Hedge Fund Snapshots: Surviving the Financial Crisis
- A New Era for Hedge Funds
The hedge-fund business suffered mightily during the financial crisis and its aftermath.
With hundreds of funds having shuttered, the survivors are slowly returning to health. What's happened to them from before the crisis until today?
The Wall Street Journal spoke to a number of leading managers about the journey from late 2007 to early 2010.
Raymond Dalio Westport, Conn.
Then: $58 billion
Now: $92 billion
Firm founded in 1975. Made money across the board in 2008. Uses fundamental macroeconomic research in computer-driven trading models. Known for Mr. Dalio's "Bridgewater Principles" on life and work such as "Don't confuse checklists with personal responsibility" and "Be extremely open." "I think everybody is sort of shell-shocked, and they say, 'We have to be more careful,'" Mr. Dalio says. "But in terms of their gaining real understanding of what happened and how to prevent it in the future, I don't think there was much. While the financial crisis will have an effect in producing caution-altering behaviors, that effect will wear off in time."
Lawrence Robbins New York
Glenview Capital Management
Then: $9 billion
Now: $5.1 billion
Stock-picker suffered bruising losses in 2008, didn't limit withdrawals and bottomed out at $3 billion in assets. Funds recovered losses by early 2010, have brought in more than $1 billion from clients. Fond of sports analogies. Firm turned 10 years old in December. "The depth of our research process allowed us to have confidence in our investments, even though nobody else did," Mr. Robbins says. "It felt like being in a 50-round boxing bout with Mike Tyson. While we're thrilled to remain standing after the bout, we definitely don't want to do that again."
Thomas Steyer San Francisco
Farallon Capital Management
Then: $36 billion
Now: $21 billion
West Coast giant is 25 years old. First-ever negative year in 2008 prompted client withdrawals and firm-wide restructuring. Primary investment focus shifted back to core strategies in credit and arbitrage. Positive returns have made majority of investors whole from 2008. Mr. Steyer held firstever investor conference in late 2009, as clients demanded more transparency. Investors also can choose how much in so-called illiquid assets they want to hold. Fund raising is on hold in biggest funds. "I think the most important lesson from 2008 for us and for the industry is humility," Mr. Steyer says. "We exist to do a good job for our investors. That's a detail-oriented, daily job which requires us to watch our risk-reward profile obsessively. Tough times remind us of our basic responsibility."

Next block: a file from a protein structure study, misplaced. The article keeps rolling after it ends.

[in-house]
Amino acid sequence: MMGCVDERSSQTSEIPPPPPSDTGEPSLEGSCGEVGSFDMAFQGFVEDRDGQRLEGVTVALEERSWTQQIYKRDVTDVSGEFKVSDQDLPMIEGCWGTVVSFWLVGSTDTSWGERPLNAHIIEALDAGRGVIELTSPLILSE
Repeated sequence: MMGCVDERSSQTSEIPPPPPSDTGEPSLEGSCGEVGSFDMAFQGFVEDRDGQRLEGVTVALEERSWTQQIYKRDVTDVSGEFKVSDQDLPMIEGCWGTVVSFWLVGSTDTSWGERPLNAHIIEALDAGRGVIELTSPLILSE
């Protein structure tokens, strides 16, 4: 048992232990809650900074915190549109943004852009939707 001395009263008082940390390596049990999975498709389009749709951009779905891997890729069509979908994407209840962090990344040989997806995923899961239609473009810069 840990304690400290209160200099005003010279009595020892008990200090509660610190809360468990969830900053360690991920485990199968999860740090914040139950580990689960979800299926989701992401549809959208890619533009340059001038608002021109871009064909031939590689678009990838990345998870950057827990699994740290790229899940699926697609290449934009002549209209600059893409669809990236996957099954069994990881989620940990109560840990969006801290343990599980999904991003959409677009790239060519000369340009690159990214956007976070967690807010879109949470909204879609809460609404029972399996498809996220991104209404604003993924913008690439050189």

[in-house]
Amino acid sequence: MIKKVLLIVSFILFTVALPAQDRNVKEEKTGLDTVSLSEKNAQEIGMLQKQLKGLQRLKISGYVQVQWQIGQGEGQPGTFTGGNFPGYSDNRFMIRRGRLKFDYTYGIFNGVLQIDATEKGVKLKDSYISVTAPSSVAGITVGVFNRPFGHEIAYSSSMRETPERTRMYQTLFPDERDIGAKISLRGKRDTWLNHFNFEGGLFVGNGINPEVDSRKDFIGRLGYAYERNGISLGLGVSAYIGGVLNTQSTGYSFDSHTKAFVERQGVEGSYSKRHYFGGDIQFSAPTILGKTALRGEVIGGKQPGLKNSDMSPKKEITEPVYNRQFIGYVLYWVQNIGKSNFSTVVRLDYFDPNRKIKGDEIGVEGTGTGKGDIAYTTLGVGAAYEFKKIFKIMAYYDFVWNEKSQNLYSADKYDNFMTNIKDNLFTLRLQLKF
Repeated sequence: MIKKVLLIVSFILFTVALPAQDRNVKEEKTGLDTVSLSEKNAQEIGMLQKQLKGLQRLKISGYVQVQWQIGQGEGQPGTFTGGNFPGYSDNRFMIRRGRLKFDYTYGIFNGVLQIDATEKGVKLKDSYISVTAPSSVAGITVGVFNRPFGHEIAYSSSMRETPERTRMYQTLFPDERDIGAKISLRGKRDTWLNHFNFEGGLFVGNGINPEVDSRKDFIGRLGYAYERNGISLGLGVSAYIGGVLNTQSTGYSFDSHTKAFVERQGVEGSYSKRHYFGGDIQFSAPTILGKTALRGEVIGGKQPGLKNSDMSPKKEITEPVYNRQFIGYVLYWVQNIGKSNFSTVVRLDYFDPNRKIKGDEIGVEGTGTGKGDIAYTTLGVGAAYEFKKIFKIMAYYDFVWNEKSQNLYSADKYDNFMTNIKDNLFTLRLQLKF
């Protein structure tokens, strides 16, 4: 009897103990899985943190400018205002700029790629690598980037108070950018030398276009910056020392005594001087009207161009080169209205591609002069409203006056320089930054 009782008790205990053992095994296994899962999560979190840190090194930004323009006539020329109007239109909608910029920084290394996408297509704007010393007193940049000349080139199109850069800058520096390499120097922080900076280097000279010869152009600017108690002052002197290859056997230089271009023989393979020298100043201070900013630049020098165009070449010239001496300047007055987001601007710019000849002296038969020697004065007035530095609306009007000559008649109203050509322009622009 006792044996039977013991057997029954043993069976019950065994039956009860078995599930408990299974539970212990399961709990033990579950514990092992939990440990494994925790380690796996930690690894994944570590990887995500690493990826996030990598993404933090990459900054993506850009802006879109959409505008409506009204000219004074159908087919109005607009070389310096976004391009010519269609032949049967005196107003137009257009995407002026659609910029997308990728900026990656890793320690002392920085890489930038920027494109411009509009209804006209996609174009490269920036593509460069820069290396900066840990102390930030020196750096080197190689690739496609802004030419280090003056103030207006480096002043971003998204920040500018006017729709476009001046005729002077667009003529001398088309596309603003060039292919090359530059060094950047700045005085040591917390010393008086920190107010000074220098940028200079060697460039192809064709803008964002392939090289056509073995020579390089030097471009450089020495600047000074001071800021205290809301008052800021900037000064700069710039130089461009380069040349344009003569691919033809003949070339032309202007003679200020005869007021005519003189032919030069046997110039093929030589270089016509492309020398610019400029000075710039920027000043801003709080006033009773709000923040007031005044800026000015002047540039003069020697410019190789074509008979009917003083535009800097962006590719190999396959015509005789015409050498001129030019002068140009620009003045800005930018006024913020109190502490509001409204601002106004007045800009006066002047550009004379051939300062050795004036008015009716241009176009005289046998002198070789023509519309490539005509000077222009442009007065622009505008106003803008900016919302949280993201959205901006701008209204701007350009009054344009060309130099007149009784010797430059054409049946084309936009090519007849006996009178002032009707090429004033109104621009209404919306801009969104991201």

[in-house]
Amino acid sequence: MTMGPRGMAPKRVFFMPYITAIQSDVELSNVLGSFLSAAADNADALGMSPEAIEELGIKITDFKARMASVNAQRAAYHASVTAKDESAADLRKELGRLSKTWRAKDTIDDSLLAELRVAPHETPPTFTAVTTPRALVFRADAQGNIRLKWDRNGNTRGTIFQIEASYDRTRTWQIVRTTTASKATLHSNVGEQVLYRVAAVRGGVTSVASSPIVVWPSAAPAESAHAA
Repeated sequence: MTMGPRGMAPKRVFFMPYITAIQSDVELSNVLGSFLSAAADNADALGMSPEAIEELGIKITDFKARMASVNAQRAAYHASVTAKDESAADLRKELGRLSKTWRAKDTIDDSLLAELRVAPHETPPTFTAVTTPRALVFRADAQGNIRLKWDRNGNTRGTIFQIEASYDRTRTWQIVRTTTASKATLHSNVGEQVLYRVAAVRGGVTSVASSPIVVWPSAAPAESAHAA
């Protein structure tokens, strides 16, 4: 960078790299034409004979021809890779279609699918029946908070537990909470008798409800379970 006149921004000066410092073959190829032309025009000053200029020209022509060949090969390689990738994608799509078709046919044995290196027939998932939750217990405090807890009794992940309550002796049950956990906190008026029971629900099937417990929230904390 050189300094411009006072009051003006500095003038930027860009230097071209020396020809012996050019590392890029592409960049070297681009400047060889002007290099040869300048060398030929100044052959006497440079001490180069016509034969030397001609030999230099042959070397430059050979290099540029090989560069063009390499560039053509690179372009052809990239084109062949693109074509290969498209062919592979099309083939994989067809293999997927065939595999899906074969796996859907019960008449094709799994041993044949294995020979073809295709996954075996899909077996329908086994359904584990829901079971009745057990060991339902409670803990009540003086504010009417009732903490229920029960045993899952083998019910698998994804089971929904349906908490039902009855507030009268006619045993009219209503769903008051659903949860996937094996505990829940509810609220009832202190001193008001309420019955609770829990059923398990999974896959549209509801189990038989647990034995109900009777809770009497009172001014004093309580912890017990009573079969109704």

Kenneth Griffin Chicago
Then: $20 billion
Now: $11 billion
High-profile 2008 losses shrank biggest hedge funds, and firm limited withdrawals. Strong performance has helped investors recoup bulk of losses, boosting executives' hopes of bringing in new money. Investment bank, started in 2009, stabilizing after string of high-level departures. Successful high-frequency trading business continues profit run. "While our boldness has served us well, we are not blind to the lessons of 2008. We were overly confident that we could weather any financial storm. Now, we are firmly grounded in the understanding that even the best-run firms ... can face almost unimaginable market forces," Mr. Griffin wrote in a Dec. 2010 client letter.
David Haley Dallas
Then: $14 billion
Now: $5.6 billion
Below-the-radar multistrategy firm founded in 1991 lagged peers and suffered redemptions after misjudging subprime market in 2007. Had first negative year in 2008, prompting redemptions to pick up. Had plan in place to pay out withdrawals steadily. Strong recovery in returns helped reverse tide, and firm has attracted new money, including $500 million in the first quarter of this year. Firm has returned to its more traditional bets including in structured credit, emerging markets and equities. "We've been through crises before, in 1994, and then the fall of 1998. This one feels different. The changes to the industry are in some ways more impactful than from past crises. The regulatory fallout is much greater," Mr. Haley says.
James Pallotta Boston
Then: $10 billion (as part of Tudor Investment Corp.)
Now: More than $200 million (at Raptor Evolution)
Stock-picker in 2008 left Tudor Investment Corp. (still run by Paul Tudor Jones) amid losses and client redemptions after making some of industry's biggest profits over 15 years. Continued his Raptor stock fund as smaller pool before returning client money in 2009. Now runs newer Raptor Evolution stock fund and invests separately through private-equity-style strategy in technology and digital-media companies. Minority owner of Boston Celtics just bought part of Italian soccer team. "I'm going to manage my money and my business the way I think they should be, rather than how others think they should be," Mr. Pallotta says.